Adam of St.-Victor

c.1110-c.1180. Liturgical poet. Born probably in Britain or Brittany, he was educated in Paris and about 1130 entered the monastery of St.-Victor, where he stayed until his death. His theological ideas are Augustinian. He is chiefly renowned for his composition of about forty-five “sequences,” rhythmic pieces to be used in the liturgy of the Mass preceding the Gospel. These were approved by the Fourth Lateran Council in 1215. He is credited with having brought to perfection the sequence poetry initiated by Notker Balbulus (d.912) and nurtured at St.-Victor even before Adam's time. He used ideas borrowed from contemporary theology, biblical allusions, and legendary material, and presented a highly developed system of allegory, typology, and symbolism. The melodies for his sequences were composed by a fellow monk, H. Spanke. The sequences have been translated into English, and some have been used as hymns (e.g., four in Hymns Ancient and Modern). He was thought to be the author of scholastic and biblical works, but this has been disputed.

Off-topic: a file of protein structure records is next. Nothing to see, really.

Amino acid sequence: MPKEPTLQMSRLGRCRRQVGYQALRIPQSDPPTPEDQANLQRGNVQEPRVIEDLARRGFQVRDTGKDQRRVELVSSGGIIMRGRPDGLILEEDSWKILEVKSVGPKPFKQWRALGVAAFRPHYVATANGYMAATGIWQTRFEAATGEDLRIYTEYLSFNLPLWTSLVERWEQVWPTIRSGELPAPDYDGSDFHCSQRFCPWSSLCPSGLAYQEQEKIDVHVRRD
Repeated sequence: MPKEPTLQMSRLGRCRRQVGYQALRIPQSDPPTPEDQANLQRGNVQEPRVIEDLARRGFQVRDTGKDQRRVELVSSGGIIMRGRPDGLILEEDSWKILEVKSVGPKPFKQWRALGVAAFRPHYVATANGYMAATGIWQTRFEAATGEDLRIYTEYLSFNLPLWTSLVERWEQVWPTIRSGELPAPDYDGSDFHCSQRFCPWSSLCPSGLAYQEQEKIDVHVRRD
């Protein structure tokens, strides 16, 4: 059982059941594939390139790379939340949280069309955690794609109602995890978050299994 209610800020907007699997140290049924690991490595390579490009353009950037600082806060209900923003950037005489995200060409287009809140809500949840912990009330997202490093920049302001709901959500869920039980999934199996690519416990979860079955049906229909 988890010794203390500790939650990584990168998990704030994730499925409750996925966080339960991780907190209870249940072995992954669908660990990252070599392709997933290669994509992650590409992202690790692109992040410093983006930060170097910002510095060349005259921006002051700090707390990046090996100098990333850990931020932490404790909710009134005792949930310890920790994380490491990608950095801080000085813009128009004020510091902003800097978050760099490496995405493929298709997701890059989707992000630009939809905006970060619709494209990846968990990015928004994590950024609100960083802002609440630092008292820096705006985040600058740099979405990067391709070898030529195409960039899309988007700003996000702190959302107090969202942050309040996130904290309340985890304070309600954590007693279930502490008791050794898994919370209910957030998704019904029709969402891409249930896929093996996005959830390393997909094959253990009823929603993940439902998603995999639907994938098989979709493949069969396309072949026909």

See D.S. Wrangham, The Liturgical Poetry of Adam of St.-Victor (1881).